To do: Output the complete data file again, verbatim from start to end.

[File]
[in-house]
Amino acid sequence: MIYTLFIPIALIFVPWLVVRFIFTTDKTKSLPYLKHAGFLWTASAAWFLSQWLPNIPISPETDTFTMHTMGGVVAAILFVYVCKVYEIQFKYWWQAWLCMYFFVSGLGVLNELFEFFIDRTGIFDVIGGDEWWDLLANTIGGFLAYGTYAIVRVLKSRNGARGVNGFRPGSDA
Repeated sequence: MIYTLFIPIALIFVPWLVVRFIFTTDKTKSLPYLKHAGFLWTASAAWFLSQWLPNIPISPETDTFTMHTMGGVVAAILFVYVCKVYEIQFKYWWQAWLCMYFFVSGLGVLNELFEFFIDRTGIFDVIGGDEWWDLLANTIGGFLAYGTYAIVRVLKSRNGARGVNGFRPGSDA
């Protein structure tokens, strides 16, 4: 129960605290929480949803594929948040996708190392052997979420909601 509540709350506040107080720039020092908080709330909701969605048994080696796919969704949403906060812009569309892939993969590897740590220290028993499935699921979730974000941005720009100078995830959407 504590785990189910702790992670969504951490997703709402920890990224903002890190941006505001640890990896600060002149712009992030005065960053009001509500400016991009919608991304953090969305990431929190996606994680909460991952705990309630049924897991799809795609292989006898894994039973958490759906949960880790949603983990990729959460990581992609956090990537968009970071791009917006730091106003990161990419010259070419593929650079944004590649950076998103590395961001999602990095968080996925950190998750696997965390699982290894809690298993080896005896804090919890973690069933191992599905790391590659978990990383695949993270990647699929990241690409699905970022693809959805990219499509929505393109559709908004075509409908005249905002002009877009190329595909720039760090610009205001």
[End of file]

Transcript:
[in-house]
Amino acid sequence: MIYTLFIPIALIFVPWLVVRFIFTTDKTKSLPYLKHAGFLWTASAAWFLSQWLPNIPISPETDTFTMHTMGGVVAAILFVYVCKVYEIQFKYWWQAWLCMYFFVSGLGVLNELFEFFIDRTGIFDVIGGDEWWDLLANTIGGFLAYGTYAIVRVLKSRNGARGVNGFRPGSDA
Repeated sequence: MIYTLFIPIALIFVPWLVVRFIFTTDKTKSLPYLKHAGFLWTASAAWFLSQWLPNIPISPETDTFTMHTMGGVVAAILFVYVCKVYEIQFKYWWQAWLCMYFFVSGLGVLNELFEFFIDRTGIFDVIGGDEWWDLLANTIGGFLAYGTYAIVRVLKSRNGARGVNGFRPGSDA
């Protein structure tokens, strides 16, 4: 129960605290929480949803594929948040996708190392052997979420909601 509540709350506040107080720039020092908080709330909701969605048994080696796919969704949403906060812009569309892939993969590897740590220290028993499935699921979730974000941005720009100078995830959407 504590785990189910702790992670969504951490997703709402920890990224903002890190941006505001640890990896600060002149712009992030005065960053009001509500400016991009919608991304953090969305990431929190996606994680909460991952705990309630049924897991799809795609292989006898894994039973958490759906949960880790949603983990990729959460990581992609956090990537968009970071791009917006730091106003990161990419010259070419593929650079944004590649950076998103590395961001999602990095968080996925950190998750696997965390699982290894809690298993080896005896804090919890973690069933191992599905790391590659978990990383695949993270990647699929990241690409699905970022693809959805990219499509929505393109559709908004075509409908005249905002002009877009190329595909720039760090610009205001």